In our last piece, we discussed confirming pregnancies and possible diet changes for the canine mother-to-be. One of the best tools for monitoring accidental pregnancy is the radiograph, or x-ray. Radiographs can be taken as early as 45 days or so. They are a great way to confirm pregnancy and the best way to estimate the number of pups you should expect. Puppy bones are showing up white and well-defined at this time, but the litter count still can not be guaranteed accurate due to overlaps inside the female's abdomen. Radiographic images are also very useful as an early forecast of whether the babies will emerge without assistance. Especially large pups will require surgical removal (a c-section). Similarly, a pup with no siblings may have trouble finding his way out and require veterinary intervention on the big day.
Ultrasound is a different kind of imaging, used much more often in human pregnancies. It's the earliest way to confirm the existence of puppies and is good for determining that they are alive and unstressed, although we can have little influence over their stress level--or their survival--until the very end of the pregnancy. It doesn't allow us to accurately count or size the pups but does introduce an extra cost. Can I assume, from the word "accidental", that you haven't set aside a few hundred dollars for optional testing? Even if you did, I'm afraid you're going to need that for feeding and vaccinating all your new friends. And for laundry detergent, and the anti-anxiety medication you'll need when you fully realize that not all pregnancies go as planned. But I digress. Ultrasound really shines when birthing is imminent. If there's a hitch in the delivery, this will help determine if surgery is needed. C-sections cost a couple thousand in 2022 dollars, so you might want to start moving some money around, just in case.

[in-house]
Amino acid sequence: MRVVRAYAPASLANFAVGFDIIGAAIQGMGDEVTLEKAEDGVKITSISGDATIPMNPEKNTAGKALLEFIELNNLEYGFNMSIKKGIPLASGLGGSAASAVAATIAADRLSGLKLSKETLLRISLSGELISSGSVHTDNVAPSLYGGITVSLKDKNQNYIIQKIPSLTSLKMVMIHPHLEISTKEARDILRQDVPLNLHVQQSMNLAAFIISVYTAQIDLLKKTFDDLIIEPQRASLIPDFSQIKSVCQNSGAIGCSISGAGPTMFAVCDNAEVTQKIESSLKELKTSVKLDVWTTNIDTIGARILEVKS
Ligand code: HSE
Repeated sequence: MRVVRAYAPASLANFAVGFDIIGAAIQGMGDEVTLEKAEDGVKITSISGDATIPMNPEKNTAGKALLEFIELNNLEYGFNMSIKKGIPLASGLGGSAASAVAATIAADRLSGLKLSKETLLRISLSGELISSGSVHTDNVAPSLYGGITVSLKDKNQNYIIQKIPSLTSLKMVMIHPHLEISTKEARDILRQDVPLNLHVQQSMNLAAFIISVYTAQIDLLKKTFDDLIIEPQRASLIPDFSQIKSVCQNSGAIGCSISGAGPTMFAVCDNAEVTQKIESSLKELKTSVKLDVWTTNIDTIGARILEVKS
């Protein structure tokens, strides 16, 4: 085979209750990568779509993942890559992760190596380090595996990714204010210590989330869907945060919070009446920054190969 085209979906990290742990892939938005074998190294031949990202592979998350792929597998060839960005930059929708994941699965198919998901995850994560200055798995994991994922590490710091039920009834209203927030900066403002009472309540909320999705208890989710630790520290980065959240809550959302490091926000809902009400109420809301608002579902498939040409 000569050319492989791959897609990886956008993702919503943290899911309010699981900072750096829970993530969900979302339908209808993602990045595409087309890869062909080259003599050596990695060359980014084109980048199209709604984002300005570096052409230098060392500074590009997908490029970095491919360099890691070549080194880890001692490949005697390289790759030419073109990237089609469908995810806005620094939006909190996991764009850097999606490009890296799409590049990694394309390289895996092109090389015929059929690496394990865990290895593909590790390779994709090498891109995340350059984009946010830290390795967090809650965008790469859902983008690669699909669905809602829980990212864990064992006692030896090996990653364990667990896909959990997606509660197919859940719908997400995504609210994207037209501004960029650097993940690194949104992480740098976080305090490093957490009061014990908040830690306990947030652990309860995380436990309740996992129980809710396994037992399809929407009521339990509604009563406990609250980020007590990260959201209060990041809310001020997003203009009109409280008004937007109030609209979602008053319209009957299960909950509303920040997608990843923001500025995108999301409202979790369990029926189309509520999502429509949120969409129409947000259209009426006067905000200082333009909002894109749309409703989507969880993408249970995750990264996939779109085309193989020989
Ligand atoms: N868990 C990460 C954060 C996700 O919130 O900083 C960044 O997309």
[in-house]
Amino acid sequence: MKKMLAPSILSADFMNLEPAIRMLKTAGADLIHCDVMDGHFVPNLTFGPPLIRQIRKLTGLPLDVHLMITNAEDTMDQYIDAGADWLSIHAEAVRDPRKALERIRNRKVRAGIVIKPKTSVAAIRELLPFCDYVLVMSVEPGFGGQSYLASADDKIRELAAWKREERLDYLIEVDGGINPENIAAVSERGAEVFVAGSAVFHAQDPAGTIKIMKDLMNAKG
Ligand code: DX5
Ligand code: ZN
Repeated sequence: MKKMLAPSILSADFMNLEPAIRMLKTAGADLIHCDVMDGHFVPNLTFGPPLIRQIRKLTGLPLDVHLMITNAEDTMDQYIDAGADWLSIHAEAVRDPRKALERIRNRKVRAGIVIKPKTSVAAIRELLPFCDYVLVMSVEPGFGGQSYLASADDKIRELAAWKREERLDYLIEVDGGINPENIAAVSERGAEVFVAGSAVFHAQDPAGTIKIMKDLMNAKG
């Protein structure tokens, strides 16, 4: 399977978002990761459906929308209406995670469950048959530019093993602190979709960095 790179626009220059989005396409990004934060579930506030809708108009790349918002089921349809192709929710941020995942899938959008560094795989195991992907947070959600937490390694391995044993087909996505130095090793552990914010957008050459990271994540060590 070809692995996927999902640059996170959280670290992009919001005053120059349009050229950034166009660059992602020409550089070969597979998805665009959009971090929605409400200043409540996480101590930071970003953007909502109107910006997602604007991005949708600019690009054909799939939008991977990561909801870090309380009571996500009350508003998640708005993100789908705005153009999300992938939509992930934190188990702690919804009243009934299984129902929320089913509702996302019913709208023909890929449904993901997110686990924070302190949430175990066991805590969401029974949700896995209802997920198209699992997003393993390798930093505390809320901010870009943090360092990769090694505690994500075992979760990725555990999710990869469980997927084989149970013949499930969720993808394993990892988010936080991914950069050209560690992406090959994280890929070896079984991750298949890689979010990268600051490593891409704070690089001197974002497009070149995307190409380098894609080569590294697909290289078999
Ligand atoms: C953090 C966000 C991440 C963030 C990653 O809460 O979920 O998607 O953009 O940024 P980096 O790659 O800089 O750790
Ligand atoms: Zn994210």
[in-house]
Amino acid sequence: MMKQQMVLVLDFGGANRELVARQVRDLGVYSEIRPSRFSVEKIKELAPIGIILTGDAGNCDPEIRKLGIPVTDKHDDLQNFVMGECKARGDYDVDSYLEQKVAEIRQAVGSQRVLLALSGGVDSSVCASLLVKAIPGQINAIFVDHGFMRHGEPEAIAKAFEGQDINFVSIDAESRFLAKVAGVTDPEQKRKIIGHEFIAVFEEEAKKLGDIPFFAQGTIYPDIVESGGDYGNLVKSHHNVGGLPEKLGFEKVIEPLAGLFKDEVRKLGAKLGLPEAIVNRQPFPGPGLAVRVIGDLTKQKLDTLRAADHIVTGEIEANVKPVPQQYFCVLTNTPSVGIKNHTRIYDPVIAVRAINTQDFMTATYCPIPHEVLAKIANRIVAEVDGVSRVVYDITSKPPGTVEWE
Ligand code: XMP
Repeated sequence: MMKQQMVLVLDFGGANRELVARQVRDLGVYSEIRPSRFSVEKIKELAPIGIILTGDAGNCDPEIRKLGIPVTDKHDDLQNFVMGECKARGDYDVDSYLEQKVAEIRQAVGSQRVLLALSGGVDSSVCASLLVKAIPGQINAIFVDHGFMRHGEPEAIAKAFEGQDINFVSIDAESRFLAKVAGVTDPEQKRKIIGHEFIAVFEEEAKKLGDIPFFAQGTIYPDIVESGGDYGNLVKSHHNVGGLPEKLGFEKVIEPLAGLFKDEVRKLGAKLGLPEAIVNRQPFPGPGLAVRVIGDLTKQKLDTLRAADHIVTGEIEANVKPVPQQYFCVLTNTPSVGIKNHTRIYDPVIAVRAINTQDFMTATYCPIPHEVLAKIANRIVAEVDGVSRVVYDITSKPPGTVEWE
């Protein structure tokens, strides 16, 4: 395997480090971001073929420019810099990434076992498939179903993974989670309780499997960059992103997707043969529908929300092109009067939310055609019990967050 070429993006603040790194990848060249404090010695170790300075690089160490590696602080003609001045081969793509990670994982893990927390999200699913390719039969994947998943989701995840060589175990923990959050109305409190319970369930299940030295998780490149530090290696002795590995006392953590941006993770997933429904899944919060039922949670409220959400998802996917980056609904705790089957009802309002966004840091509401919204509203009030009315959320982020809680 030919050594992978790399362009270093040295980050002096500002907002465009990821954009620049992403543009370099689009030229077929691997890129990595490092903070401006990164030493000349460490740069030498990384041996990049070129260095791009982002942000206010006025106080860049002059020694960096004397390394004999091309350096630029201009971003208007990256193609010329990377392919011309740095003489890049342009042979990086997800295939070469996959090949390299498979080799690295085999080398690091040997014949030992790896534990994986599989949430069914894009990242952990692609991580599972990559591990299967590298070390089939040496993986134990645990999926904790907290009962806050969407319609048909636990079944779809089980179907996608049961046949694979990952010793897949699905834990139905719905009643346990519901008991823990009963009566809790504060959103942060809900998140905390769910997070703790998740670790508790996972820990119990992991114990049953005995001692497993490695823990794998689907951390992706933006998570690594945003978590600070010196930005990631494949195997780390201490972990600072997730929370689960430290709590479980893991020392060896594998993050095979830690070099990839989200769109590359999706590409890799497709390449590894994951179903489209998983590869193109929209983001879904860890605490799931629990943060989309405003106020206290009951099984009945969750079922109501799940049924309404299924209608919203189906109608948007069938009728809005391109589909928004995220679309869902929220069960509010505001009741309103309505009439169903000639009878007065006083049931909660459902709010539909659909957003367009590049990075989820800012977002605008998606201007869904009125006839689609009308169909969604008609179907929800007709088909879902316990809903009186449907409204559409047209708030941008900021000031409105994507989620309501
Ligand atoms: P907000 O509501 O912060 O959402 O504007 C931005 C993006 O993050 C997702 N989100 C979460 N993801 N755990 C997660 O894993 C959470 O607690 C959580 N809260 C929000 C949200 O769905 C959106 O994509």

Now, if you were a professional breeder, your pet would be current on her vaccines and preventatives before she had those buns put into the oven. An accidental pregnancy, however, is one you didn't see coming. Certain items may have been overlooked. We do want her to be as healthy as possible, for her sake and for the safety of the pups, but I regret to inform you that dogs can not be cured of heartworms or updated on their vaccines during pregnancy. It is very important to be honest with your vet about her previous care, however, because it does have an important impact on the way we care for the pups. In all cases, the doctor will want to prescribe medicine for intestinal parasites and start changing the patient's diet over to puppy food in her last few weeks of pregnancy.
This will get you through to the finish line on the vast majority of canine pregnancies. Actually crossing the finish line, however... that's a major undertaking. Delivery might proceed smoothly without any supervision at all, but this could just as easily swing the other way to substantial expense or even devastating personal loss. In one of our upcoming pieces, I'll help you navigate those risks.
Dr. M.S. Regan